"A method for quantitative analysis of lumen changes in microvascular anastomoses"Cook, A F; Grossman, J A; Herpy, E S; Dinner, M I
"The effects of storage media and perfusion on osteoblast and osteocyte survival in free composite bone grafts"erggren A; Weiland AJ; Ostrup LT; Dorfman H
GRANTS:1-R01-AM25791-01/AM/NIADDK NIH HHS/United States
Twenty-two adult mongrel dogs were used to investigate the effects of storage alone and storage and perfusion in 3 different storage media on the survival of osteocytes and osteoblasts in free bone grafts revascularized by microvascular anastomoses. Evaluation of the grafts at 2 weeks demonstrated that storage in chilled (+ 5 degrees C) physiologic saline or Collins-Terasaki solution resulted in greater survival of osteocytes and osteoblasts than did storage in chilled BGJb solution or in room temperature air. No beneficial effect could be detected from perfusing the bone grafts with their storage media. On the contrary, deleterious effects were noted at the sites of the anastomoses, with thromboses of vessels secondary to endothelial damage.
"The effects of preservation on microvascular vein grafts in rats"Razaboni RM; Greco MA; Harper AD; Shaw WW; Ballantyne DL
Segments 15 mm in length were excised from the femoral veins of rats and preserved by refrigeration at 4 C in lactated Ringer's solution for periods up to 21 days. The findings show that veins can be preserved for up to seven days and successfully grafted to recipients. Although there was some success in preserving vein segments for more than seven days, a high rate of thrombosis occurred after implantation in the recipients. It is generally accepted that damaged endothelium causes thrombosis. The light and electron microscopic observations in this study, however, suggest that the condition of the endothelium may not be the only important factor in the patency of small vessels. A thickened and prominent elastic lamina may also play a role in keeping the lumen open.
"Transcutaneous PO2 monitoring for assessing viability and predicting survival of skin flaps: experimental and clinical correlations"Serafin D; Lesesne CB; Mullen RY; Georgiade NG
Rectangular skin flaps based on the right superficial epigastric vessels were designed on the groins of 36 rats. Preoperative control, intraoperative, and postoperative readings of oxygen tension (PO2) were made at proximal, central, and distal sites on the flaps with a transcutaneous PO2 (tcPO2) monitor under various conditions of oxygen inspiration. The results of this experimental work indicated that the tcPO2 monitor was useful in continuously and rapidly measuring changes in oxygen concentration in skin flaps in a noninvasive fashion. The monitoring demonstrated that the response time of the flaps to changes in the concentration of inspired oxygen was rapid (less than 15 seconds). The monitoring also was valuable in assessing viability of the flaps, in predicting flap survival, and in detecting any systemic factors influencing oxygen transport, such as pneumonia. As a result of the experimental series, tcPO2 monitoring was used clinically to evaluate 18 flaps in 16 patients. As in the experimental series, the clinical measurements were significant and reproducible. They demonstrated that the tcPO2 monitor provides safe, reliable monitoring of peripheral oxygenation in the microcirculation that is rapid, continuous, and totally noninvasive. It is concluded that simultaneous tcPO2 measurements at control and flap sites provides a continuous record of the status of a flap that can improve the postoperative management of the surgical patient.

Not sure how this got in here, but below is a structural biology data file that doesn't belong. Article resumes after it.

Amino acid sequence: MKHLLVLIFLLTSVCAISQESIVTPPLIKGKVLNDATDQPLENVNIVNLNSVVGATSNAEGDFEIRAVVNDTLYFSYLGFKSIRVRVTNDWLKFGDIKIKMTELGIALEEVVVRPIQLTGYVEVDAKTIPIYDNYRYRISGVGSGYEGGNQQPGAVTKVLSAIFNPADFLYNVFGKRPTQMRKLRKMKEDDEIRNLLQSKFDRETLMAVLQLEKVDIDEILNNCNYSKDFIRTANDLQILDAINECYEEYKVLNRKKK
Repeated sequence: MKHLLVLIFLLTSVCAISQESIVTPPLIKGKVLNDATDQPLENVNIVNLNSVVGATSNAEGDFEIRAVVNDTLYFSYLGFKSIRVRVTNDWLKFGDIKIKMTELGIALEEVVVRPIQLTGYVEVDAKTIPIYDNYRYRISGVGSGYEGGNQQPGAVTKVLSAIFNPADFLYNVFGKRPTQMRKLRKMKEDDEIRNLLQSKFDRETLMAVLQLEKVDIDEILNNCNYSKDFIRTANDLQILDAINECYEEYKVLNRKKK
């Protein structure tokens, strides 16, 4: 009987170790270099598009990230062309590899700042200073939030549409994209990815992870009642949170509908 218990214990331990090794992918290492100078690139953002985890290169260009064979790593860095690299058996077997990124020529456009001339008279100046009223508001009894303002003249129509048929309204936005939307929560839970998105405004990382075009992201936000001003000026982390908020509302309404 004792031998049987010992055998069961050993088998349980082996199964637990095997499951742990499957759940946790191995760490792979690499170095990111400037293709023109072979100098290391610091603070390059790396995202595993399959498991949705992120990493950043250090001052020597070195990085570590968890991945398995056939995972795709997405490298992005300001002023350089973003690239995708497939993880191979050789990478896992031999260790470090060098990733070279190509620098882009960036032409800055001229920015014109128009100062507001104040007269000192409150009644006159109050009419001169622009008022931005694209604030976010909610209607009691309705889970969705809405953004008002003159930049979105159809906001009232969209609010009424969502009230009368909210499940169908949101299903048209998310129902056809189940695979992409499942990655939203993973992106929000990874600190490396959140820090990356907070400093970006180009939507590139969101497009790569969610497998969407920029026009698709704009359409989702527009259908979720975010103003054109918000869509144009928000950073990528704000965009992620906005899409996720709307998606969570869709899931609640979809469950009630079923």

"The effects of short-term preservation on microvascular free groin flaps in rats"Ballantyne DL; Reid CA; Harper AD; Shaw WW
Free groin flaps taken from rats were preserved by refrigeration at 4 degrees C in either lactated Ringers solution or tissue culture medium for various periods of time. The results indicate that a high survival rate can be expected at periods up to 72 hours, but there was no success in preserving flaps longer than 72 hours. These preliminary experimental findings suggest that, clinically, a high survival rate can be achieved in free flaps following excision from donor sites even if the microvascular transfer must be postponed for a period up to but not exceeding 48 hours.
"The microvascular technique of vein grafting in rats as a training and experimental model"Razaboni RM; Ballantyne DL; Harper AD; Shaw WW
Techniques for obtaining and implanting vein grafts in the femoral arteries of rats are described. Grafts 5 mm in length can be removed from the femoral vein without ligating any side branches; a 15-mm segment is the maximum graft that can be obtained from the femoral vein in a rat. This requires ligation and division of all the branches between the inguinal ligament and the great saphenous vein. The superficial epigastric vein also can be used as a source of grafts to be used in the femoral artery. In this study, neither the femoral nor the superficial epigastric vein appeared to have functioning valves. Therefore, reversing the vein graft before implantation was not necessary.